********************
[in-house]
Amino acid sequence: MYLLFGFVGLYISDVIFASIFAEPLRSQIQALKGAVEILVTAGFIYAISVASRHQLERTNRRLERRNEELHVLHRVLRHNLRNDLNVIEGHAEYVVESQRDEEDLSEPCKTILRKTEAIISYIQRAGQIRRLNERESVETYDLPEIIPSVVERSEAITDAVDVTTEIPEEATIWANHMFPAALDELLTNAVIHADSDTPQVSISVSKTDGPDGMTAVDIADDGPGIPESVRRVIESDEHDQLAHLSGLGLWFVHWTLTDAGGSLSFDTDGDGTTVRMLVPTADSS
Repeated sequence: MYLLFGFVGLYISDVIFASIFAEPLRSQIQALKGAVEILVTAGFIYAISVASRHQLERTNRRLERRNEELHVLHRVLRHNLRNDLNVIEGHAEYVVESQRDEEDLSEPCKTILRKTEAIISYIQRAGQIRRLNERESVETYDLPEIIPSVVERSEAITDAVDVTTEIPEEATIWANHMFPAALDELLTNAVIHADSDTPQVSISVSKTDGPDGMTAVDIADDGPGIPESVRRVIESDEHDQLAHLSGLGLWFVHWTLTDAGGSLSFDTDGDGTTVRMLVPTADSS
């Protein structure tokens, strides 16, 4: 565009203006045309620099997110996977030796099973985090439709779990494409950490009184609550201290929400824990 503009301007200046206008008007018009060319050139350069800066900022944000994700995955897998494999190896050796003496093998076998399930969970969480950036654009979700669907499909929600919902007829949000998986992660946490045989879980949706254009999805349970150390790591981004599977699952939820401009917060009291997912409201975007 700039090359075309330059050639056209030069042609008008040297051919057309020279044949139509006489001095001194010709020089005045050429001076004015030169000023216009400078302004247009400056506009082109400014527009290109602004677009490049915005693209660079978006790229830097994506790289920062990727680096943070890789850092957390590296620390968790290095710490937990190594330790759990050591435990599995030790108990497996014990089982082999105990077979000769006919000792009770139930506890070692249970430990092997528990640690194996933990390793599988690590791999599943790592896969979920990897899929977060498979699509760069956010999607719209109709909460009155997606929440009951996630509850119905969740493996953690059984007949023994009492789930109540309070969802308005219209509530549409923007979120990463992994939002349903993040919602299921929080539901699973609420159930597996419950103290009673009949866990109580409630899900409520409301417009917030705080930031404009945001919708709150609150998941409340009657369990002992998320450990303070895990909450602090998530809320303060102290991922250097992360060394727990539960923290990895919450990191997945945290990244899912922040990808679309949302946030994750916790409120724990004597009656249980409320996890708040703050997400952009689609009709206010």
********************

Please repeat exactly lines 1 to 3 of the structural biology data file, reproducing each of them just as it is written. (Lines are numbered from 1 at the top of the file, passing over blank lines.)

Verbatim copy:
[in-house]
Amino acid sequence: MYLLFGFVGLYISDVIFASIFAEPLRSQIQALKGAVEILVTAGFIYAISVASRHQLERTNRRLERRNEELHVLHRVLRHNLRNDLNVIEGHAEYVVESQRDEEDLSEPCKTILRKTEAIISYIQRAGQIRRLNERESVETYDLPEIIPSVVERSEAITDAVDVTTEIPEEATIWANHMFPAALDELLTNAVIHADSDTPQVSISVSKTDGPDGMTAVDIADDGPGIPESVRRVIESDEHDQLAHLSGLGLWFVHWTLTDAGGSLSFDTDGDGTTVRMLVPTADSS
Repeated sequence: MYLLFGFVGLYISDVIFASIFAEPLRSQIQALKGAVEILVTAGFIYAISVASRHQLERTNRRLERRNEELHVLHRVLRHNLRNDLNVIEGHAEYVVESQRDEEDLSEPCKTILRKTEAIISYIQRAGQIRRLNERESVETYDLPEIIPSVVERSEAITDAVDVTTEIPEEATIWANHMFPAALDELLTNAVIHADSDTPQVSISVSKTDGPDGMTAVDIADDGPGIPESVRRVIESDEHDQLAHLSGLGLWFVHWTLTDAGGSLSFDTDGDGTTVRMLVPTADSS